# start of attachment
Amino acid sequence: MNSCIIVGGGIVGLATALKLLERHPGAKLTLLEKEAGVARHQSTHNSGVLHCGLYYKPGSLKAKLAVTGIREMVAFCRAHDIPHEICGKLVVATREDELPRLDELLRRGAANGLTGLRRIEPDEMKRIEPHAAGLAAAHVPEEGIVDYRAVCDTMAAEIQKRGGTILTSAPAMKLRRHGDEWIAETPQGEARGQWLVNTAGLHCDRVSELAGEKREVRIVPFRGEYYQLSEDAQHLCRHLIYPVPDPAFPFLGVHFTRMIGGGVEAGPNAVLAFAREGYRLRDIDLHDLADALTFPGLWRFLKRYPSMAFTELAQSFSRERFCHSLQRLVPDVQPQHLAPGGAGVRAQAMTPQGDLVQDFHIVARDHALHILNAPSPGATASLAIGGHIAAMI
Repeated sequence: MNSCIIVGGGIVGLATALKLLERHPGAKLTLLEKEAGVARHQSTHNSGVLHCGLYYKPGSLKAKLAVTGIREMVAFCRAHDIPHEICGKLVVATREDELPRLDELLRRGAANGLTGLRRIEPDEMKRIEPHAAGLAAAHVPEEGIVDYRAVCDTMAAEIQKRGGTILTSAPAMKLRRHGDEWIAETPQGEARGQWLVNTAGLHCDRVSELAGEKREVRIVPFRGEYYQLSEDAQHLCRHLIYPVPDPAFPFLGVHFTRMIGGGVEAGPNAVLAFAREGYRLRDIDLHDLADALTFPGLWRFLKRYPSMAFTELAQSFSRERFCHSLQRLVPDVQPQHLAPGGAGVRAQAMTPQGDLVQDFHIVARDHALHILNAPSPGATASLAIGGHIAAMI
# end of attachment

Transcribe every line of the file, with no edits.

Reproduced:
Amino acid sequence: MNSCIIVGGGIVGLATALKLLERHPGAKLTLLEKEAGVARHQSTHNSGVLHCGLYYKPGSLKAKLAVTGIREMVAFCRAHDIPHEICGKLVVATREDELPRLDELLRRGAANGLTGLRRIEPDEMKRIEPHAAGLAAAHVPEEGIVDYRAVCDTMAAEIQKRGGTILTSAPAMKLRRHGDEWIAETPQGEARGQWLVNTAGLHCDRVSELAGEKREVRIVPFRGEYYQLSEDAQHLCRHLIYPVPDPAFPFLGVHFTRMIGGGVEAGPNAVLAFAREGYRLRDIDLHDLADALTFPGLWRFLKRYPSMAFTELAQSFSRERFCHSLQRLVPDVQPQHLAPGGAGVRAQAMTPQGDLVQDFHIVARDHALHILNAPSPGATASLAIGGHIAAMI
Repeated sequence: MNSCIIVGGGIVGLATALKLLERHPGAKLTLLEKEAGVARHQSTHNSGVLHCGLYYKPGSLKAKLAVTGIREMVAFCRAHDIPHEICGKLVVATREDELPRLDELLRRGAANGLTGLRRIEPDEMKRIEPHAAGLAAAHVPEEGIVDYRAVCDTMAAEIQKRGGTILTSAPAMKLRRHGDEWIAETPQGEARGQWLVNTAGLHCDRVSELAGEKREVRIVPFRGEYYQLSEDAQHLCRHLIYPVPDPAFPFLGVHFTRMIGGGVEAGPNAVLAFAREGYRLRDIDLHDLADALTFPGLWRFLKRYPSMAFTELAQSFSRERFCHSLQRLVPDVQPQHLAPGGAGVRAQAMTPQGDLVQDFHIVARDHALHILNAPSPGATASLAIGGHIAAMI